Graphic designerBill Gold

(Reading Time: 2 minutes)

A graphic designer, Gold had a specialty: movie posters. His first was for Jimmy Cagney’s Yankee Doodle Dandy (1942), and the last was for Clint Eastwood’s J. Edgar (2011). In a 70-year span, Gold created thousands of film posters. Such posters were mostly made to display “Coming Attractions” at movie theaters, but their artwork is so iconic, and make such an impression, they have become much-sought-after collector’s items, perfect for decorating the walls of home theaters.

Gold’s poster for The Exorcist. His direction from the studio: don’t include any hint of religion in the imagery.
Gold worked for many of Hollywood’s greatest filmmakers, including Alfred Hitchcock, Stanley Kubrick, Elia Kazan, Ridley Scott, Clint Eastwood — and, certainly, many of the not-so-great. “The first image you have of many of your favorite films is probably a Bill Gold creation,” Eastwood said. “I can’t discern a Bill Gold style,” said film critic Leonard Maltin, “which is a compliment, because rather than trying to shoehorn a disparate array of movies into one way of thinking visually, he adapted himself to such a wide variety.” A wide variety indeed: Casablanca, A Clockwork Orange, The Exorcist, Dog Day Afternoon, Dirty Harry, Strangers on a Train, Bonnie and Clyde, A Star is Born, On Golden Pond, The Wiz, Papillon, Cool Hand Luke, A Streetcar Named Desire, and hundreds and hundreds more. Gold himself said he found it “remarkable the range of styles I’ve used in creating numerous iconic works. It seems a bit unlikely that the designer responsible for the conventional rendering of James Cagney in patriotic garb in Yankee Doodle Dandy could have conceived the frilly pink collage of My Fair Lady, the blobbed, multi-colored hippie images for Woodstock, and the upside-down nocturnal reflections of Clint Eastwood’s Mystic River,” but he did it by “embracing modernism, symbolism, pop art, and psychedelia” on top of his more classic training: “I didn’t forget the early American influences, such as J.C. Leyendecker, or the folksy wit of Norman Rockwell.” Gold “revolutionized the art of the movie poster,” says the Hollywood Reporter, which gave Gold a Lifetime Achievement Award in 1994. Gold retired in 2004 (but was coaxed back by Eastwood for J. Edgar), and died at his Old Greenwich, Conn., home on May 20. He was 97.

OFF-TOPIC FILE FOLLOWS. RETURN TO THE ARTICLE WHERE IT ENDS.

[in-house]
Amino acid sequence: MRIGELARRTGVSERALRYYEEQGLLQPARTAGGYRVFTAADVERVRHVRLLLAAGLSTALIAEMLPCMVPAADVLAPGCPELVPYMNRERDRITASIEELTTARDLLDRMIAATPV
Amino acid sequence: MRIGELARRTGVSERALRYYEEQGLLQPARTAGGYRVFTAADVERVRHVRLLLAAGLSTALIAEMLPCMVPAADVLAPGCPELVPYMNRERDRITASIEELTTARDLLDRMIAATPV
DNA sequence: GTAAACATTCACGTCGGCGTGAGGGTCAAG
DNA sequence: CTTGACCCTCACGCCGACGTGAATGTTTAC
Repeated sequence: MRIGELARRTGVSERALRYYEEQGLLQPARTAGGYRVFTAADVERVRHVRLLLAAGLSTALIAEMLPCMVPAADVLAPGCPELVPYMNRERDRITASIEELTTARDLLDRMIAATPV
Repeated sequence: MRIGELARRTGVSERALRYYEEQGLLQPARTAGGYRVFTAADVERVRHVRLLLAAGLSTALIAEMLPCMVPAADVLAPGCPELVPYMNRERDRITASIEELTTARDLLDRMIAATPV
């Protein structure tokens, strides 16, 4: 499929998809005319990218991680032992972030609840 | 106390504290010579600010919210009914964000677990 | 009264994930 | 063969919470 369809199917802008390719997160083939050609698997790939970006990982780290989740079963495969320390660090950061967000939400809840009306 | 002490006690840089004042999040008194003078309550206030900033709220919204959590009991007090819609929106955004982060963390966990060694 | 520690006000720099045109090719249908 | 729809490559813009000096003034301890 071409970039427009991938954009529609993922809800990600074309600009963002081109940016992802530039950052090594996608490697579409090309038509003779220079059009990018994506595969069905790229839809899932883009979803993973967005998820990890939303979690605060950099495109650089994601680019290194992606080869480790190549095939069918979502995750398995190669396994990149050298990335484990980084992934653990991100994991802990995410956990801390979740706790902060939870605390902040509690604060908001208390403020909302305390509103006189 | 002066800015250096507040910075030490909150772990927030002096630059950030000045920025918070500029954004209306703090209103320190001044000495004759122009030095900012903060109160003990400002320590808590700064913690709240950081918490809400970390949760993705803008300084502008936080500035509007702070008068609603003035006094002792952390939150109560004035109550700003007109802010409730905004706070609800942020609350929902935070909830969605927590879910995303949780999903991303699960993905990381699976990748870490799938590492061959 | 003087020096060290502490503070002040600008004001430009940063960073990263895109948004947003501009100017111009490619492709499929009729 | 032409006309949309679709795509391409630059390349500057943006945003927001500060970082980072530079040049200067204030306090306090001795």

From This is True for 20 May 2018